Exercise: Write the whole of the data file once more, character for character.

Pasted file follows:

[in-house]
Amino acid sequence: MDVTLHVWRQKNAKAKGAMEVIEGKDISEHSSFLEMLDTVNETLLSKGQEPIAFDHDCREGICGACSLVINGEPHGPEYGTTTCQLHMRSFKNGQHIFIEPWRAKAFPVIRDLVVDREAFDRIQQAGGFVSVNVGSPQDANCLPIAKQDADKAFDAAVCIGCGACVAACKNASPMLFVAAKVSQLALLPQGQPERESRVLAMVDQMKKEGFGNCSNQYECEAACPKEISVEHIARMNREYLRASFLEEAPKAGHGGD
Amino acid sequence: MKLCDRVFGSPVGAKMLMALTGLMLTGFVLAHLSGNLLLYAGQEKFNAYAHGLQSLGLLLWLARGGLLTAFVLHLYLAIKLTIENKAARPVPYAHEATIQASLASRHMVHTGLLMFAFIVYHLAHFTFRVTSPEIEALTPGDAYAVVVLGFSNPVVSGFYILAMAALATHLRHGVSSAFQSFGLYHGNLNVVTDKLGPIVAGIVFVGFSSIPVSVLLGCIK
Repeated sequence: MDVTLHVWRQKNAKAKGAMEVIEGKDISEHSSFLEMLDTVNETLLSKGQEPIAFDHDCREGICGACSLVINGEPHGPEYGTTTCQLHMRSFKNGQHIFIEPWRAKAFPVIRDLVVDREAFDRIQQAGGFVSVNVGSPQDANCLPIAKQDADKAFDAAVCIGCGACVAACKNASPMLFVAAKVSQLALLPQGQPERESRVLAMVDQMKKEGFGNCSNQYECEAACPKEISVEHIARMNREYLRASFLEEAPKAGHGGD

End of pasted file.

[in-house]
Amino acid sequence: MDVTLHVWRQKNAKAKGAMEVIEGKDISEHSSFLEMLDTVNETLLSKGQEPIAFDHDCREGICGACSLVINGEPHGPEYGTTTCQLHMRSFKNGQHIFIEPWRAKAFPVIRDLVVDREAFDRIQQAGGFVSVNVGSPQDANCLPIAKQDADKAFDAAVCIGCGACVAACKNASPMLFVAAKVSQLALLPQGQPERESRVLAMVDQMKKEGFGNCSNQYECEAACPKEISVEHIARMNREYLRASFLEEAPKAGHGGD
Amino acid sequence: MKLCDRVFGSPVGAKMLMALTGLMLTGFVLAHLSGNLLLYAGQEKFNAYAHGLQSLGLLLWLARGGLLTAFVLHLYLAIKLTIENKAARPVPYAHEATIQASLASRHMVHTGLLMFAFIVYHLAHFTFRVTSPEIEALTPGDAYAVVVLGFSNPVVSGFYILAMAALATHLRHGVSSAFQSFGLYHGNLNVVTDKLGPIVAGIVFVGFSSIPVSVLLGCIK
Repeated sequence: MDVTLHVWRQKNAKAKGAMEVIEGKDISEHSSFLEMLDTVNETLLSKGQEPIAFDHDCREGICGACSLVINGEPHGPEYGTTTCQLHMRSFKNGQHIFIEPWRAKAFPVIRDLVVDREAFDRIQQAGGFVSVNVGSPQDANCLPIAKQDADKAFDAAVCIGCGACVAACKNASPMLFVAAKVSQLALLPQGQPERESRVLAMVDQMKKEGFGNCSNQYECEAACPKEISVEHIARMNREYLRASFLEEAPKAGHGGD